By Gopal Sharma
KATHMANDU (Reuters) - Flash floods and mudslides following heavy rains have killed at least 53 people in Nepal over the past three days and cut off remote communities in the mountains, the government said on Saturday.
The landslides and flooding were triggered by annual monsoon rains since Wednesday, causing rain-soaked earth and rocks to crash down on homes while rivers swelled and washed away low-lying villages.
Nepal's Home Ministry said 75 people were unaccounted for and 36 others were in hospitals and medical centers.
It was not immediately clear if the missing people were trapped in their damaged homes, washed away by floods or out of contact due to snapped communication links, officials said.
Video clips on television showed people wading through waist-deep water carrying belongings as well as submerged houses.
Officials said more than 25 percent of Nepal's 75 administrative districts were hit by landslides or floods.
"More than 200 houses are destroyed while hundreds of other homes are completely under water," the government said.
About 3,500 people have been rescued and housed in school and community buildings, official Punnya Dhakal said.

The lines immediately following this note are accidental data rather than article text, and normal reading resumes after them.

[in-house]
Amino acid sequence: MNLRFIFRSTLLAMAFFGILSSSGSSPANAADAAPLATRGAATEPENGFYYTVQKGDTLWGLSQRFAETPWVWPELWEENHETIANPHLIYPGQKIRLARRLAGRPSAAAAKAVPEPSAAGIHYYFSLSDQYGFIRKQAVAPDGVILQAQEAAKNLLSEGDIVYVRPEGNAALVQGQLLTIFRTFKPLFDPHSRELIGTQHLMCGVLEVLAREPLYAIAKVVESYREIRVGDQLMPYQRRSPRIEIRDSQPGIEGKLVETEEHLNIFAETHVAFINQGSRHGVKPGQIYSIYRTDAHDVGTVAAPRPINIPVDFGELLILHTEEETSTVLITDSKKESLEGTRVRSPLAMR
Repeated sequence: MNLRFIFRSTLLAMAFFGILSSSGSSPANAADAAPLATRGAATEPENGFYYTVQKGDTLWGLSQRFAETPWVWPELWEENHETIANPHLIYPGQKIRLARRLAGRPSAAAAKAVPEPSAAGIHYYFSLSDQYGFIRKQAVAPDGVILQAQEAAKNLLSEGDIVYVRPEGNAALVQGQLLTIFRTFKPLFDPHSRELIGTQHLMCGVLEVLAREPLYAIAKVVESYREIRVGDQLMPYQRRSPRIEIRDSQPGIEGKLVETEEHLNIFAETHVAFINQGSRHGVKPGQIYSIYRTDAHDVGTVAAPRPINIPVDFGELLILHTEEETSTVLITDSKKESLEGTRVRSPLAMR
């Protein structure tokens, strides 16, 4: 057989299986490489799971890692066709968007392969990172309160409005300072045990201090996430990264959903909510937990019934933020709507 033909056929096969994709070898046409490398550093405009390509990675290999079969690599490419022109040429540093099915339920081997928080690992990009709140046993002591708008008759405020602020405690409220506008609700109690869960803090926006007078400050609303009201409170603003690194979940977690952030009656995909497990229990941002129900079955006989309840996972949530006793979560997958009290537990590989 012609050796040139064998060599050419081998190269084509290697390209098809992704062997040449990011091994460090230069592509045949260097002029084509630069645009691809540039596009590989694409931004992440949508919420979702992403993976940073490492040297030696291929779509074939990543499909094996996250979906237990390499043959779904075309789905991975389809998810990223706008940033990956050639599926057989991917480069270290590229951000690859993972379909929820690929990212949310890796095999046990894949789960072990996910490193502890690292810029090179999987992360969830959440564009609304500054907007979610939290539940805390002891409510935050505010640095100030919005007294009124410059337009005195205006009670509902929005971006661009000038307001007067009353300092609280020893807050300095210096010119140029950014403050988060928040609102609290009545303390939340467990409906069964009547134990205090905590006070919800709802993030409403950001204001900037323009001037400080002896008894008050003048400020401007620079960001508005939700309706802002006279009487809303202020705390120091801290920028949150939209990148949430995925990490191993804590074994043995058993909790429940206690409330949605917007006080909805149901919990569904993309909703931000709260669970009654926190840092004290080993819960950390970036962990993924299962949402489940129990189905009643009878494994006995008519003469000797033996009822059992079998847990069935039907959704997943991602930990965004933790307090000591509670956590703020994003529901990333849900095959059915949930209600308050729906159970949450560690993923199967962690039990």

In 2010, British climate consultancy Maplecroft rated mostly mountainous Nepal along with Bangladesh, India, Madagascar and Mozambique as among most vulnerable to climate change impact over the next 30 years.
Experts say climate change was causing excessive or scant rains, droughts, floods and landslides.
Rains are crucial for impoverished Nepal, which depends on farming. But heavy downpours cause death and destruction every year.
Early this month, a massive landslide near Kathmandu buried a village and killed 156 people. It blocked the Sunkoshi River forming a dangerous build up of water prompting authorities in Bihar in east India to evacuate thousands on flood fears.
Last year, heavy rains flooded towns and villages, killing thousands in Uttarakhand in neighboring India while dozens died in Kanchenpur and Darchula districts in west Nepal.
(Editing by Sanjeev Miglani and Richard Borsuk)